First cars for folks in my age group (18 to 25) usually are hand-me-downs or used sedans/hatchbacks from the late noughts (2000s) to the early teenies (2010s). While there are excellent used vehicles that can be had for roughly the same price as a new car, we’re pretty sure that your parents would want the peace of mind that comes when buying new.
If going down that route, you have the choice between a supermini, a subcompact sedan, or an entry-level crossover. Compared to the other two segments, the humble subcompact sedan is a well-established and safe choice in the Philippine market.
While it is true that there is a heavy focus on crossovers nowadays, that doesn’t mean that this segment is stale. Take the latest Nissan Almera for example. Nissan has stuck a turbocharged, small-displacement three-cylinder engine in the Almera, while other brands cling to tried-and-tested naturally aspirated four-bangers.
If you want a more in-depth look at the car, you can consult our article on the mid-grade VE. I say this because the experience is similar, even on this top-of-the-line trim.
It’s still a hoot to drive. There are effortless low-end power and excellent fuel economy. It’s still just as spacious on the inside. The Nissan Intelligent Mobility suite is still there, but with added features. Plus, the air-conditioning is still as frigid as ever.
But if you want the best that the Almera offers, this is where the top-of-the-line VL N-Sport trim comes in.
The extra P100,000 it commands over the VE sounds a little steep, but you’ll soon realize this trim is more than expensive bodykit.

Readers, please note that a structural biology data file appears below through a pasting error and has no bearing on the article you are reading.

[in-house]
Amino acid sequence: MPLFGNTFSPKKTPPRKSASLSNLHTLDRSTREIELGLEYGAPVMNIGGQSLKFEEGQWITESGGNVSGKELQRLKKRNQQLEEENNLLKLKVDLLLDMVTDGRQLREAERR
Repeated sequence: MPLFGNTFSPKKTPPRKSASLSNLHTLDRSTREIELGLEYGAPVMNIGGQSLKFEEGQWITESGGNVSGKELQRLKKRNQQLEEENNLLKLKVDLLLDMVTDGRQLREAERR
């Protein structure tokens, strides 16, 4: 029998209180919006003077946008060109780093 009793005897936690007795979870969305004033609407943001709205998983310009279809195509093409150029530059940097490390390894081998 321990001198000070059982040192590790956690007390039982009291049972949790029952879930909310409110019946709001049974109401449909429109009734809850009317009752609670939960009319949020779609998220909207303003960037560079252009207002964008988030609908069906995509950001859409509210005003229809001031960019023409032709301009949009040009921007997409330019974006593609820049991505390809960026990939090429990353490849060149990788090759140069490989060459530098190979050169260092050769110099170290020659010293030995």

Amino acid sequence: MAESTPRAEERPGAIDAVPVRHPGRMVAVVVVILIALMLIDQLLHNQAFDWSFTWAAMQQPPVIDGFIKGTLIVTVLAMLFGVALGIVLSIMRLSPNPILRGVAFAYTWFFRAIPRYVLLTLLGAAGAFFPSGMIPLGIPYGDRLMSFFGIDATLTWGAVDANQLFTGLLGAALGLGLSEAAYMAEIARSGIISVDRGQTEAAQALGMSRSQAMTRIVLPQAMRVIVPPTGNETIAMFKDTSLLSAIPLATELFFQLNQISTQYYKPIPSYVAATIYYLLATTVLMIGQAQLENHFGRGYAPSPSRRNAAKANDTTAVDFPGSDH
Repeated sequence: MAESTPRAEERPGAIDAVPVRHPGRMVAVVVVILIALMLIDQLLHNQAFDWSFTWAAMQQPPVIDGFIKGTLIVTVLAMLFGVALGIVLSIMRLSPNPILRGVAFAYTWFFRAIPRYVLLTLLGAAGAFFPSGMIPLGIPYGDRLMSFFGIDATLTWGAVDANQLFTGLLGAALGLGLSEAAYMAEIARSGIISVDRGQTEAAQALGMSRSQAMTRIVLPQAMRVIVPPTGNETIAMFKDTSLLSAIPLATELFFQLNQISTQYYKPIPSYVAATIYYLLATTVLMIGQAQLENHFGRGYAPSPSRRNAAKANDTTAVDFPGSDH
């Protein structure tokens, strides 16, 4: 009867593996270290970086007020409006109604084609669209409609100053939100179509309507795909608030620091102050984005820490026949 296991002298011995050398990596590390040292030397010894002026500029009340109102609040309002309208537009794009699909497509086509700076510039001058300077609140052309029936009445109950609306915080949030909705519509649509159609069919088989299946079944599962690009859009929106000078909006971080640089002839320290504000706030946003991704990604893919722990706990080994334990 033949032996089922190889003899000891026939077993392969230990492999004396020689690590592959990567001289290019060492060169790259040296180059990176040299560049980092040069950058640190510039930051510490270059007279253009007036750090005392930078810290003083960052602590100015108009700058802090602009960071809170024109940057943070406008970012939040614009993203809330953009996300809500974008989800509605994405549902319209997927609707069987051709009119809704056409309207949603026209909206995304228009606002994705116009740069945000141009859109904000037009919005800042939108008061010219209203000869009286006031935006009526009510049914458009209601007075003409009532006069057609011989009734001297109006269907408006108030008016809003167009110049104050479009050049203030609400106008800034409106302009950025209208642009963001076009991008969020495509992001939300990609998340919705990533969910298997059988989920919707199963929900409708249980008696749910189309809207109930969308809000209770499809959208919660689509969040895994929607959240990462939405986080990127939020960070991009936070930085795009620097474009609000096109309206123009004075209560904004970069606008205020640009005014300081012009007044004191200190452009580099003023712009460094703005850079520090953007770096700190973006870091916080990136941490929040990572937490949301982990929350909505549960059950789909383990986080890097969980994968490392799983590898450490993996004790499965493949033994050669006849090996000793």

For starters, it comes with redesigned front and rear bumpers with silver garnishing, fog lights, and larger 16-inch wheels. Compared to its boy-racer-looking RS and GR-S contemporaries, the N-Sport has a classier look to it, especially in black.
In fact, one of my friends told me that “it only needs new wheels, and it’s good to go.” Perhaps a spiffy set of aftermarket wheels will be your first purchase for the vehicle?
The spacious cabin also grows up a bit. The ivory soft-touch trim is swapped out for a classier black trim with white contrast stitching. Yes, the faux carbon-fiber accents are still present on this model, but it seems appropriate for the sporty theme.
The comfortable seats are upholstered in black leather with white side inserts, but only time will tell how well this will age. The rear seats also gain a center armrest with cupholders. Plus, they can fold down in a 60:40 split, expanding cargo-hauling capabilities on top of the large 474L boot.
Safety-wise, there’s the addition of blind-spot monitoring (with rear-cross traffic alert) and four more airbags (for a total of six), on top of the 360° camera and the forward collision detection. This makes for a very compelling suite of safety features to reassure worrisome parents with.
Sure, the vehicle does have some minor issues. The three-cylinder engine does not idle as smoothly as its four-cylinder counterparts, making long-term passenger comfort a slight concern. Plus, the turbocharging requires the Almera to have a strict diet of 95-octane fuel, which isn’t the cheapest with today’s fuel prices. At least it’s offset with how frugal this vehicle can get—11.4km/L average for my week with the car.
But despite these small problems, it’s easy to see how the VL N-Sport makes an already good package even better. With a five-year (or 150,000km) warranty, it makes the P1,098,000 price tag easier to swallow.
It faces stiff competition from the Honda City RS and the Toyota Vios GR-S, which are slightly cheaper and don’t need 95-octane gas to run, but each choice has its own strengths and weaknesses.
When I asked my friends if this would make for a great first vehicle, the answer was a resounding yes. I also feel that this would be an excellent vehicle for many looking to upgrade their aging sedans. But in the end, the decision lies with you, and how well you’re good at persuading your parents or significant other.